The Hidden Village of Aspergers

April 16, 2013

(I Don’t Want To Go To) Coventry

It’s April, Autism Awareness Month, and funnily enough, I’m sitting here typing this after having a major meltdown at work. We’re talking tears, animal wails, hyperventilation, hallucinations, the whole fun package. For obvious reasons, I’m not going to go into details about my job, but I will say that I’ve been dealing with something that has been causing me a lot of unhappiness recently, something that resulted in me going backstage at a Space gig in Leeds with scarred arms, and pouring boiling water on my arm two days later. It’s a technique that’s been used against me in the past by countless people. It’s ostracisation.

I am not psychic. I cannot always read faces or voices, so it stands to reason that mindreading is beyond my capabilities. When someone is angry with me and I don’t know why, it makes me paranoid as hell. It makes me wonder what I’ve done and the ability I have to trust other people gets slowly chipped away. When they refuse to speak to me, even if it’s in a situation where not talking to me causes even more problems – i.e. a work situation where people are required to communicate with each other. As a result of being ostracised at work, I got into trouble. Again, I can’t go into details. Because work was where I had the meltdown, it’s going to happen again. I spent most of last week and the week before that sitting in silence, not knowing what I’d done. The last time it happened, I was told that I had been rude and not apologised – I know for a fact I had apologised – and I ended up crying and begging for forgiveness, and later cutting myself when I got home.

Going silent on me is one of the cruellest things a person can do. Talking to a person refusing to speak to me is like battering on a door repeatedly, until my fists are bleeding. I remember after I’d taken an overdose in 2005, and when I walked into a room where my housemates were, they made excuses and walked out. A week or so earlier, when I came home from the hospital and rang the doorbell, one of them let me in, glared at me and just walked up the stairs without a word. Not one of them asked how I was. They avoided me after the overdose, even after I thought I’d made some headway, and soon after, I moved out.

I hate being left out of things. It’s happened to me since I was a kid. I was always standing on the fringe of groups in high school and was never really a part of any of them. So many people I thought were my friends actually hated me. I remember the pain of being one of the few people in my year who wasn’t invited to a popular girl’s party, and hearing everyone who had gone talking about it and what a laugh it was. This happened in Year Nine and in Sixth Form – two different girls, two different parties, and the same situation. I remember sitting in the common room in the area where the popular crowd sat, and although I was friends with some of them, I remember a big group of them dancing in a circle in Love Street, with me on the fringe, and one night, one of them telling me to my face that no-one liked me. When I got older and went to uni, the same thing happened – not just with my housemates, but with people in the Rock Soc as well, and because I am so clueless about socialising, I didn’t know whether my attempts to integrate were working or not. Trying to navigate the Barcelona Metro is as easy as breathing, compared to trying to navigate interpersonal communication.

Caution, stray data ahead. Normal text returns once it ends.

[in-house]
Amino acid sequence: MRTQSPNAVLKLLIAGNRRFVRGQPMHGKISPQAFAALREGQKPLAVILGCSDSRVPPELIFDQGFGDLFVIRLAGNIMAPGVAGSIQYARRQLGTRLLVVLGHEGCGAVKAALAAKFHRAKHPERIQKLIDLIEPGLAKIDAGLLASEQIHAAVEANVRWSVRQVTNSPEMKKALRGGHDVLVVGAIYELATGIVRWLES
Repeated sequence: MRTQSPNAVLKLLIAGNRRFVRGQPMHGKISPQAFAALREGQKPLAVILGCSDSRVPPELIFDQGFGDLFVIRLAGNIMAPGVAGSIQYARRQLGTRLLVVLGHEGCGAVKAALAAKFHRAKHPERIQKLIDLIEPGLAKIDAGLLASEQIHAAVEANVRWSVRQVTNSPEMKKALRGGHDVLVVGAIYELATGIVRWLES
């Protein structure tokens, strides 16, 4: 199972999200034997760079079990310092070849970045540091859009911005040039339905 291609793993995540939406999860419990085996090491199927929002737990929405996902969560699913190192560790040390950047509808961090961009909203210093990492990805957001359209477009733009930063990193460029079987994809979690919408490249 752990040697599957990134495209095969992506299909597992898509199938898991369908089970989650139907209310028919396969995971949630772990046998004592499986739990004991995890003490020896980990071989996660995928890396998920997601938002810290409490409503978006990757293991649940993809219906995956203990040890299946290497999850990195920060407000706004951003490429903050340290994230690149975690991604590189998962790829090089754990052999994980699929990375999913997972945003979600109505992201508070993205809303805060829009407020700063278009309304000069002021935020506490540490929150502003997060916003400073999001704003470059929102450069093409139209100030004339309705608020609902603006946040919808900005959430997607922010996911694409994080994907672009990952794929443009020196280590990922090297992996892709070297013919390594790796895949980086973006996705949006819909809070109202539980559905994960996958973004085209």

When a colleague makes a big point of ignoring me while talking to everyone else, it fucking hurts. It makes me feel so tiny, so insignificant, so invisible. It reminds me of how I am an outsider and how I will never fit in. I’m back in the common room. I’m back in Jilly’s Rockworld, watching the man I obsessed over and his group of friends hanging out, knowing that if I go over there, he’ll make a big point of walking away. Sometimes I want to stand in front of them and slash a vein and spray my blood over their face, just to remind them that I am there, sinceĀ I suppose the idea behind ostracisation is, ‘if I pretend Lotte isn’t there, maybe she’ll disappear’. I wish I could, but sadly, it’s not physically possible for me to just fade away into the ether. I am not a ghost. I am a fucking human being. No amount of ignoring me is going to make me disappear.

You’d think adults would know better, but some people never leave high school, it seems. I try not to think about it too much – I left over eleven years ago – but I have a lot of trust issues as a result of high school and there are certain things I react to badly, and ostracisation is one of them. OK, so it’s not anti-Semitic abuse or arse-pinching or nasty notes on my desk, but it is still a form of bullying, and it hurts. It hurts seeing people having a laugh and knowing you will never be accepted into their group, even if said people all actually hate each other. It makes me want to scream and shout and smash things and hurt myself.

I am currently looking for other jobs as a result and hoping to go into translation work. My office is small and open plan, a hellish place with someone for Asperger’s Syndrome, but that’s for another post. I know I should be grateful for having a job in these times, but when that job is causing me to come home feeling miserable and barely able to function, it’s time to get out.

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